This gear guide is aimed more at people planning easier walking and climbing routes and those who will or have done a Scottish winter course with an accredited guide or instructor (something we strongly recommend).

Winter climbing or hillwalking can be dangerous, and every individual should be responsible for their own safety. This is not a definitive guide, and part of the fun is gaining the experience of what works for you!

Single or double? For easier routes, especially ridges, a single is probably fine and is a little more affordable. However, routes can meander and winter protection can be tenuous. This is where double ropes are ideal to help prevent rope drag and provide more security. They also make abseils a bit easier.

Whichever you choose, it’s worth getting double dry treated ropes which will help keep them drier for longer and hopefully prevent them from freezing.


There are a variety of harnesses to choose from (the best-fitting will be fine). 

This is essential. There are a number of choices, but the best is the one that fits.

Walking Axe

I would suggest as light as you can afford with a slight curve in the shaft. There is no hard and fast rule about length. Some prefer shorter as they are lighter, some favour longer as a walking aid.

Some axes come with a wrist leash, however these can be inconvenient. A great alternative is a Grivel Spring Leash, which attaches the axe to your harness.

Climbing Axe

If you are just starting out, perhaps look at a pair of axes like the Petzl Quarks, Black Diamond Vipersor DMM Apexs.

They are good options for alpine and waterfall ice climbing, and Scottish mountaineering. The DMMs have a more radical curve but are still good all-rounders.

Tools like the Petzlcharlet Nomic, Black Diamond Fusion and DMM Switches come into their own on hard, steeper ice or mixed routes.

Play around with the options to see which you prefer the feel of.

Nuts + Wires

At least one full set like the DMM Wallnuts or Wild Country Rocks.

How many you need depends on the route and its condition, as does the length. For easier routes four should be fine: one short for thinner ice, two mediums for thicker ice and one long for belays and Abalokovs. It is always better to place nuts or hexes if you can.

Choose between DMM Torque Nuts or Wild Country Hexes. A full set gives you more options.

Camming Devices

These are not ideal for icy cracks! If you are going to use them be aware they are more likely to slip in verglassed rock.


Longer is better (18-25cm)! How many you carry depends on the route and how brave you are. Anything from 8-12 can also be added to by using slings as extenders.


Water bladder tubes sometimes freeze. The Nalgene bottles are one of the best options as they are not metal and have a wide mouth. A great tip is to carry two: one filled with boiling water (either herbal tea or cordial, sugar and a little salt).

Nalgene Insulation pouches (see picture) can prevent water freezing in the bottle and you can use them to carry your bottle on your pack hip belt, making it easily accessible.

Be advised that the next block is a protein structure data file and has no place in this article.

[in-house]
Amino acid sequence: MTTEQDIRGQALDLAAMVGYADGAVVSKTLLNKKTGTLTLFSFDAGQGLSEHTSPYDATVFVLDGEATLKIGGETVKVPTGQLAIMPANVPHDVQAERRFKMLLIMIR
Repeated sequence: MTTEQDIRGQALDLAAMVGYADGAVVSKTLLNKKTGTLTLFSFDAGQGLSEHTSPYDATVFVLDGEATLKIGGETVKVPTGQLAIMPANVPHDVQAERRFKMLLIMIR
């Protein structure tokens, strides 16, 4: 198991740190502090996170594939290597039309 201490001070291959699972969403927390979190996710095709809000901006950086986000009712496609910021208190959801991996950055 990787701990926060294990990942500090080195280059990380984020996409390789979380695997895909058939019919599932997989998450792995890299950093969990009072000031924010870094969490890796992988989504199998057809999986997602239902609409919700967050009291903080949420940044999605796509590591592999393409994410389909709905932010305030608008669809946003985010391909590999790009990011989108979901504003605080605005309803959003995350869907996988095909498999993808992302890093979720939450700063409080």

These can be filled with hot water before going to sleep and a sock slipped over them to make a hot water bottle.

Using an electrolyte mix lowers the freezing point of water as well as replenishing vital salts lost through sweating. The SiS GO Hydro tubes of electrolyte tablets or packets are ideal. It will help prevent cramps and speed up the body’s absorption of water.


4 x 60cm slings, even more 120cm slings and at least 1 x 240cm.

An old school type of protection mostly used by aid climbers but carried as back up for winter climbs when nothing else will work.


Preferably an Alpine style backpack. These are generally lightweight, minimalist and reasonably durable. Anything from 30-45L will do in terms of volume.

Not essential, but they will make a massive difference. In the short-term they help with balance and load bearing. In the long term they minimise the impact on knee cartilage. We have many options from both Leki and Black Diamond.


Head Torch

This is a very important piece of kit with less daylight hours during winter. Always make sure your head torch is functioning. It is a good idea to get something fairly bright with a beam and floodlight option.

Carry spare batteries, preferably lithium, as they deal better with the cold and will last longer.

First Aid Kit

Lifesystems Fast and Dry (pictured) includes antiseptic wipes, blister plasters, wound closure strips, pain killers and dressings.

A couple of various sized waterproof stuff sacks are essential to keep your kit organised and dry. One big enough for your insulating jacket is a must. A smaller one for electronics is a really good idea too. 

Repair Kit

Some cable ties, safety pins and either a roll of electrical tape or gaffa tape.

Survival Kit

Either a two-man bothy bag or at least a foil bag. Not only is a bothy bag a potentially life-saving piece of kit, but it also makes a great shelter to have lunch in when the weather is foul.  

Keeping some high energy Clif Bars in your pack as an emergency snack is also a good idea. Having some food and something which blocks the wind and traps body heat can be the difference between an uncomfortable or horrific experience.


The Scottish winter isn’t always hard and grim! The winter scenery will take your breath away and make you glad you made the effort.

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